UK doctors given green light to prescribe cannabis

Jul 27, 2018

UK doctors given green light to prescribe cannabis

London, July 26, 2018 (AFP) - British doctors will be able to prescribe medicinal cannabis, the government announced Thursday following a review -- but insisted it was not a first step towards legalising recreational use.

Home Secretary Sajid Javid, the interior minister, decided to relax the laws about the circumstances in which specialist clinicians can give medicinal cannabis can be given to patients.

It follows several high-profile cases, including those of young epilepsy sufferers whose conditions appeared to be helped by cannabis oil.

"Making medicinal cannabis available on prescription will benefit the lives of ill patients currently suffering in silence," Javid wrote on Twitter.

"There is nothing harder than seeing your loved ones in pain -- which is why I have taken this decision."

Under the new rules, to be brought in later this year, senior doctors will be able to prescribe the medicines to patients deemed to have an exceptional clinical need.

Rapid review

Javid had commissioned a review on June 19.

An initial review by Sally Davies, the government's chief medical adviser, concluded there was evidence that medicinal cannabis had therapeutic benefits.

The Advisory Council on the Misuse of Drugs, which conducted the second part of the review, last week said doctors should be able to prescribe medicinal cannabis provided products meet safety standards.

"Recent cases involving sick children made it clear to me that our position on cannabis-related medicinal products was not satisfactory," Javid said in a statement.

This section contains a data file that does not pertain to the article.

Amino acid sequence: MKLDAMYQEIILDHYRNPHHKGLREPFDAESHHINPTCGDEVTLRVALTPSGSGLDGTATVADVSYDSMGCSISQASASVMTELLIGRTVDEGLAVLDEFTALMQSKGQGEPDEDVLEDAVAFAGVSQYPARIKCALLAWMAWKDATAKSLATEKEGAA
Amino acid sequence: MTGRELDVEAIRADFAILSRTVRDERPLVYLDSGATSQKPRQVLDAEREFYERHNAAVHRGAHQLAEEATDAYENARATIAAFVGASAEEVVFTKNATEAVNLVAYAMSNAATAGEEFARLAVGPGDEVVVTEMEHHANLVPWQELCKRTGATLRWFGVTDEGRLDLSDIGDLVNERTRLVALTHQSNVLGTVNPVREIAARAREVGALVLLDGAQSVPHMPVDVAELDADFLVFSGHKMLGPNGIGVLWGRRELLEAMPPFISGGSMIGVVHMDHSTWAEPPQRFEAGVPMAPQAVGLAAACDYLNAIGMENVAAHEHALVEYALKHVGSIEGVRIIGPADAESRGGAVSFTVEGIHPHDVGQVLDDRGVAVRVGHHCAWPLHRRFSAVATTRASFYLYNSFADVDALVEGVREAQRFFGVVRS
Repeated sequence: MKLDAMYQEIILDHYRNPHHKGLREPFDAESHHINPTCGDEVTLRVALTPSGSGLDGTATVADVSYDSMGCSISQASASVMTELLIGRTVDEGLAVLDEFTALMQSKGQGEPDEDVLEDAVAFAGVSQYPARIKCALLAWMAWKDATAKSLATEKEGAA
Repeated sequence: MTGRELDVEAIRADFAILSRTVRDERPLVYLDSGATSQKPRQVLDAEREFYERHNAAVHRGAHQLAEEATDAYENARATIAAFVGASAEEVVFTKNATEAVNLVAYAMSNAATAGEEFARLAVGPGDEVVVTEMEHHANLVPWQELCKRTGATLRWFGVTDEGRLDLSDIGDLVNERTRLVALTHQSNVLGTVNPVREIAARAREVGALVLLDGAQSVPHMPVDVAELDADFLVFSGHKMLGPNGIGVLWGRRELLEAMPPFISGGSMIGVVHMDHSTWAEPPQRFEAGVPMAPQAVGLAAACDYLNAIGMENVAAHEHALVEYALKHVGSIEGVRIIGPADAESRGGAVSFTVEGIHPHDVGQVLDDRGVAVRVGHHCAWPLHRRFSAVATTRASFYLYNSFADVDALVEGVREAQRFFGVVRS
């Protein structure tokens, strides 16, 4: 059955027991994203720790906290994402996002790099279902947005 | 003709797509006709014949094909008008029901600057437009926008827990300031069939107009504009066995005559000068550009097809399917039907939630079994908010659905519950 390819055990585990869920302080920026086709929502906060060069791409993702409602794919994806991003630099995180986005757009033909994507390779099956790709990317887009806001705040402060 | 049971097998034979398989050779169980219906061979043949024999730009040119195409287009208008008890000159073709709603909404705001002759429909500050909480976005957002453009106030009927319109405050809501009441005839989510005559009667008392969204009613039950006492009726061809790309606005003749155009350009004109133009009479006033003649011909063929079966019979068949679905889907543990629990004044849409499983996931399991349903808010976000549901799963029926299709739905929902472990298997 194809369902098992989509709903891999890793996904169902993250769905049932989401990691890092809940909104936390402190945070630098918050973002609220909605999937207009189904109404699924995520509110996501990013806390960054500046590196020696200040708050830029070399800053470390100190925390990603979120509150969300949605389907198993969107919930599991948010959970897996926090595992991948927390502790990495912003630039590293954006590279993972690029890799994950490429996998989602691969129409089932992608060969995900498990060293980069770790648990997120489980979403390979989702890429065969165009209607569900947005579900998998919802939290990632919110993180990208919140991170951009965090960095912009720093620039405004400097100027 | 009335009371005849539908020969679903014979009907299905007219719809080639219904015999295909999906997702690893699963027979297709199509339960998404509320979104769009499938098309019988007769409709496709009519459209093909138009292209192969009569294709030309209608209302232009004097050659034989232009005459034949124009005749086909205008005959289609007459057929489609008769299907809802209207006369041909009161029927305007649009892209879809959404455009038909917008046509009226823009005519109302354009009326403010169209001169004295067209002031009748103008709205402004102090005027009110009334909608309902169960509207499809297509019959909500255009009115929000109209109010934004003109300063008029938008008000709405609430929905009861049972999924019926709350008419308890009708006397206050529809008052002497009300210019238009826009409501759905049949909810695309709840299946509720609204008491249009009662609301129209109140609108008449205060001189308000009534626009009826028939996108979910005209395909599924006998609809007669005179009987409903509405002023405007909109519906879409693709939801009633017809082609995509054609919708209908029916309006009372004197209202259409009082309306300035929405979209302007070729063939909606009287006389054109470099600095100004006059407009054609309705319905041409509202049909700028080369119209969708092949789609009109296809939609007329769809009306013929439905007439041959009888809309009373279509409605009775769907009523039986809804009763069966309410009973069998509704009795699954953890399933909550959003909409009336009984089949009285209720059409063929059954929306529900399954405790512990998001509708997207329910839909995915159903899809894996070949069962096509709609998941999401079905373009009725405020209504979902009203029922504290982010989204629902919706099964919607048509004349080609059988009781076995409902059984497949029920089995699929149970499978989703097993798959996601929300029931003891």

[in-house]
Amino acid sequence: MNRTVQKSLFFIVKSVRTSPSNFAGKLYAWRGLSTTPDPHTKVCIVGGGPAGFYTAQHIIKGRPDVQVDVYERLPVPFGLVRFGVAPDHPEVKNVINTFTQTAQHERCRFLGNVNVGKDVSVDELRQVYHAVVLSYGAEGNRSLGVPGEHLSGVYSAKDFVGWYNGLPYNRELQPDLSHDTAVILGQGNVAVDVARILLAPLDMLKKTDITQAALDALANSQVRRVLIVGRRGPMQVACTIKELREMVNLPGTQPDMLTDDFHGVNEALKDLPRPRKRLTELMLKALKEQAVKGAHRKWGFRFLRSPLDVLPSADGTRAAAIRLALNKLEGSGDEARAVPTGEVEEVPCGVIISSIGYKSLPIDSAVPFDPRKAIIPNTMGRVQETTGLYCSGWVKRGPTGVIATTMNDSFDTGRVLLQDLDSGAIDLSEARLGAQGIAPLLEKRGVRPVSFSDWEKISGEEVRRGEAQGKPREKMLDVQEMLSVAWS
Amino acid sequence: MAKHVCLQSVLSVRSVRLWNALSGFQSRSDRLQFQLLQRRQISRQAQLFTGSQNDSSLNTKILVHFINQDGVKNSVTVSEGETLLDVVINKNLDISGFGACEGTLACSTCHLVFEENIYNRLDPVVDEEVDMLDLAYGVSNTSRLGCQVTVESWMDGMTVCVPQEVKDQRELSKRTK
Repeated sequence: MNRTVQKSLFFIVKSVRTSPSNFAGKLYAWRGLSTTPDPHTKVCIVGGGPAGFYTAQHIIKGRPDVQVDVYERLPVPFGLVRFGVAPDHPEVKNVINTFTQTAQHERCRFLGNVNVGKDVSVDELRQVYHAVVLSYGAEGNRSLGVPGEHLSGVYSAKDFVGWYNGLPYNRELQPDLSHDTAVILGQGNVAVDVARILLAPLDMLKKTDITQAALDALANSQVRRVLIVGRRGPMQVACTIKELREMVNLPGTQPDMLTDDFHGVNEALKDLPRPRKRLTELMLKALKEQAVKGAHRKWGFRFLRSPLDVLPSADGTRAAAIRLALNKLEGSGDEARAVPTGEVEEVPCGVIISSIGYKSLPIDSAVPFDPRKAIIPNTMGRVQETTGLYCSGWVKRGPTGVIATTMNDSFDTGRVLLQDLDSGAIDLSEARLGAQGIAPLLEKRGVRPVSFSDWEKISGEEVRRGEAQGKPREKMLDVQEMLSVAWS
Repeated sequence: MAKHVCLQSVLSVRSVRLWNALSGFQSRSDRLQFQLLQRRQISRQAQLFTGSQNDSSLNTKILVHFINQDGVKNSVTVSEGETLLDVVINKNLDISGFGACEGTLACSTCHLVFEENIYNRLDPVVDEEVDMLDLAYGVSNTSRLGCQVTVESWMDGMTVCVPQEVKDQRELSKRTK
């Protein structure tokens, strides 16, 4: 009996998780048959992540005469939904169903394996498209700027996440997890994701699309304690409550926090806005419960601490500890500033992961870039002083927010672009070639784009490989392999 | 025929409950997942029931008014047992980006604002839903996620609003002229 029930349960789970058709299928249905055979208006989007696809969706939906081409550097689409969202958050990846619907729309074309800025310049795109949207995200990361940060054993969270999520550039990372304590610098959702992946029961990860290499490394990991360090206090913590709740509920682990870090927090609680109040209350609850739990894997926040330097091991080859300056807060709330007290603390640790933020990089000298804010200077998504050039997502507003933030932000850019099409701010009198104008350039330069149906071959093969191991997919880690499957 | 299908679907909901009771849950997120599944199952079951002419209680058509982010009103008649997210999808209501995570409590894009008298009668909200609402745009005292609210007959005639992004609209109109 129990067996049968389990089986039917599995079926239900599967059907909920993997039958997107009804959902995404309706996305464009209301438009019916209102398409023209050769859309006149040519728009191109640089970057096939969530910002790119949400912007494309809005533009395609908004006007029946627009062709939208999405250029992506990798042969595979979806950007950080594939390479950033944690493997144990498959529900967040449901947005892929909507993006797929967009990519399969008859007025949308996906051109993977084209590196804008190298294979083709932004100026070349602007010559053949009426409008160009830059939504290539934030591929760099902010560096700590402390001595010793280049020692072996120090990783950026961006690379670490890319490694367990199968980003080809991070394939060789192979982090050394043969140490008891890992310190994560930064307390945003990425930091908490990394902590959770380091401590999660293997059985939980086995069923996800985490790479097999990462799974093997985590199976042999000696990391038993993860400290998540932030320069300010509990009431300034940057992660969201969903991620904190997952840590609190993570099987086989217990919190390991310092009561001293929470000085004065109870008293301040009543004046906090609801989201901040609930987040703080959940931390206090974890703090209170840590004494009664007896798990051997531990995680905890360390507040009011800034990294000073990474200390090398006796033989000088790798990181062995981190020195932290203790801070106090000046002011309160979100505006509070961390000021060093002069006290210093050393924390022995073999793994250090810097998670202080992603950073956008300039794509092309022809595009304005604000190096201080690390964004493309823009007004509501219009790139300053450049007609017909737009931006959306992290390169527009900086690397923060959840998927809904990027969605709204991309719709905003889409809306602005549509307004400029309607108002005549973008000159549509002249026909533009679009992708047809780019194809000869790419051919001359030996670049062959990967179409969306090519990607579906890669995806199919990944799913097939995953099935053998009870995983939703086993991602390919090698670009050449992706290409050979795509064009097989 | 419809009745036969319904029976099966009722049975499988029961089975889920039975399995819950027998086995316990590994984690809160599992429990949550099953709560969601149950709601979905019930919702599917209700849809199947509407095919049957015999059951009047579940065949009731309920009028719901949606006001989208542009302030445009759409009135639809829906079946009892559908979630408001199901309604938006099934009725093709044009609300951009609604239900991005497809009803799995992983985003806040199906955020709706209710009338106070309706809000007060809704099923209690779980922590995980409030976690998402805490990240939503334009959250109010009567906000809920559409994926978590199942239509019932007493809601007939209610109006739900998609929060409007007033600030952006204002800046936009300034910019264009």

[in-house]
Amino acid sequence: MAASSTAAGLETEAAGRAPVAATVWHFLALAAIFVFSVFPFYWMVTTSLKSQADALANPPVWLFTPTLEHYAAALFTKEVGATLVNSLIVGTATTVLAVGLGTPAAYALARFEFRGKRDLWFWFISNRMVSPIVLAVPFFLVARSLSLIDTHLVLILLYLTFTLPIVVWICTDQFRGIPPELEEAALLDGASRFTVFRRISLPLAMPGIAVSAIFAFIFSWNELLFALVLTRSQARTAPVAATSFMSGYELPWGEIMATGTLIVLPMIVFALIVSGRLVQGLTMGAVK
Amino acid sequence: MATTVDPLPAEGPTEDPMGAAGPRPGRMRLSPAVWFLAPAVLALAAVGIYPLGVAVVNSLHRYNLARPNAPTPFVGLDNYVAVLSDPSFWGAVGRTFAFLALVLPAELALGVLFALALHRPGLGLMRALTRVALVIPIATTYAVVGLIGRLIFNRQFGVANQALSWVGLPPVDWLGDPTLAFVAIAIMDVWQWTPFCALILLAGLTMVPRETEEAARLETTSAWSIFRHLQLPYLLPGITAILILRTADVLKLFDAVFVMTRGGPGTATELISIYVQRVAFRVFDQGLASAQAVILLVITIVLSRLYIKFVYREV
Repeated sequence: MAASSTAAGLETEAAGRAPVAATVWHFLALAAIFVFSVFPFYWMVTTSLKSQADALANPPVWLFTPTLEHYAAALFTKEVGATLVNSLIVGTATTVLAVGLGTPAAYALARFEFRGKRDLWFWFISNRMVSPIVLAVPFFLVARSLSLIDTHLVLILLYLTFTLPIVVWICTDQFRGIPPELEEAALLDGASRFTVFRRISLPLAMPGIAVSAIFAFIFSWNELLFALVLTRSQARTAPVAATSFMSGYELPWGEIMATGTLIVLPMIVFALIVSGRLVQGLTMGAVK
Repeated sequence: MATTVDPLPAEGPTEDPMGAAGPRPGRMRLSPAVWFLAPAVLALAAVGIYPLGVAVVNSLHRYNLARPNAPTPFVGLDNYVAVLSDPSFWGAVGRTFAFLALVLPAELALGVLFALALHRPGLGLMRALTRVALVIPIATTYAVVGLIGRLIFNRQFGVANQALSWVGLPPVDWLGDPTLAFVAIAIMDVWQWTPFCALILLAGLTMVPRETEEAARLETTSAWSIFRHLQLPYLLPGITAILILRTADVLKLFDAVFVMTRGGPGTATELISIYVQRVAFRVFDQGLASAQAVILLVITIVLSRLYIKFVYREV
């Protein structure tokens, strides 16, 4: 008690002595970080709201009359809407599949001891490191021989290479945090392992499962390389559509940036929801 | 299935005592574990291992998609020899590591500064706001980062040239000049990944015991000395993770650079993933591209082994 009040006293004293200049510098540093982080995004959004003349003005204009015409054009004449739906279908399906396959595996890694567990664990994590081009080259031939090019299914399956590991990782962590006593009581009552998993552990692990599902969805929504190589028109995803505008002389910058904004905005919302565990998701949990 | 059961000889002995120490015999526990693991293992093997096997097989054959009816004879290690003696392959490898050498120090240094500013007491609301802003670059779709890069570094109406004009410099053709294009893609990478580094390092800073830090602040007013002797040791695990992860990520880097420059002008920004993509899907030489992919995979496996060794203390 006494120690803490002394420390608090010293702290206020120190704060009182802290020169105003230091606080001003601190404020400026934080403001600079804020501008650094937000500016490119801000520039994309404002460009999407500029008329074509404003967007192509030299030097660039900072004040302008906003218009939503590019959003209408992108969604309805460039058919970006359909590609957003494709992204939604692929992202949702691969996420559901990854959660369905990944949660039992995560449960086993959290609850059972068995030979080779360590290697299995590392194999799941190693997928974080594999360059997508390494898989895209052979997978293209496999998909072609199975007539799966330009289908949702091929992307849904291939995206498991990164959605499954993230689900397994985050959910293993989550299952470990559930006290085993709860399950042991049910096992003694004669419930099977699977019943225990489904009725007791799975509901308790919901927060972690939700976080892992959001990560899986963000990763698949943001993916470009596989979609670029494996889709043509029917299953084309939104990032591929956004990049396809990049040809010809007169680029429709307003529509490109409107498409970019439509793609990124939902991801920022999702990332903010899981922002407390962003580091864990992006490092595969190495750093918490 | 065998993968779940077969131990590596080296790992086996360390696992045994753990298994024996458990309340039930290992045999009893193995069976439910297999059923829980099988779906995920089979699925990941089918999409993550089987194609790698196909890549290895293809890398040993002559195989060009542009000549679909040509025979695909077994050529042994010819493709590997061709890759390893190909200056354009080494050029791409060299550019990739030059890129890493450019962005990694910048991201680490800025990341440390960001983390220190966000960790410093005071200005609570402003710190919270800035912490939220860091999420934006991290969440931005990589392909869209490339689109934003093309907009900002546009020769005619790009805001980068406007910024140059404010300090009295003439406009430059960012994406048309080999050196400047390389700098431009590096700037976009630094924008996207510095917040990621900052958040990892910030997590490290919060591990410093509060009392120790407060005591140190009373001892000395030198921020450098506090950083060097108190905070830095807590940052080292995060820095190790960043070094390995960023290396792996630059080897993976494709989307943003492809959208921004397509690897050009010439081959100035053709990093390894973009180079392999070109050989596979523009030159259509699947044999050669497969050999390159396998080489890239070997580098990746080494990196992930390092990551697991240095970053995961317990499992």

"That is why we launched a review and set up an expert panel to advise on licence applications in exceptional circumstances.

"Following advice from two sets of independent advisers, I have taken the decision to reschedule cannabis-derived medicinal products -- meaning they will be available on prescription.

"This will help patients with an exceptional clinical need, but is in no way a first step to the legalisation of cannabis for recreational use."

The Home Office interior ministry said in a statement that it was not proposing to change wider laws on cannabis.

"The government is clear that today's announcement does not pave the way towards legalising cannabis for recreational use.

The penalties for unauthorised supply and possession will remain unchanged," it said.

'Normal life' for epileptic boy

One of the recent cases in the public eye involved epilepsy sufferer Billy Caldwell, who turned 13 on Thursday.

His mother Charlotte Caldwell called the dramatic change "amazing".

She said her son could now "live a normal life" due to "the simple ability to now administer a couple of drops a day of a long-maligned but entirely effective natural medication".

Mike Penning, who co-chairs the recently-established cross-party Medical Cannabis Under Prescription parliamentary group, said the announcement brought hope to thousands of people.

He added: "Any move to restrict medical cannabis in the UK to a very narrow range of derived products, each requiring full pharmaceutical trials, thereby blocking out the many products available overseas, will lead to great disappointment and be a missed opportunity."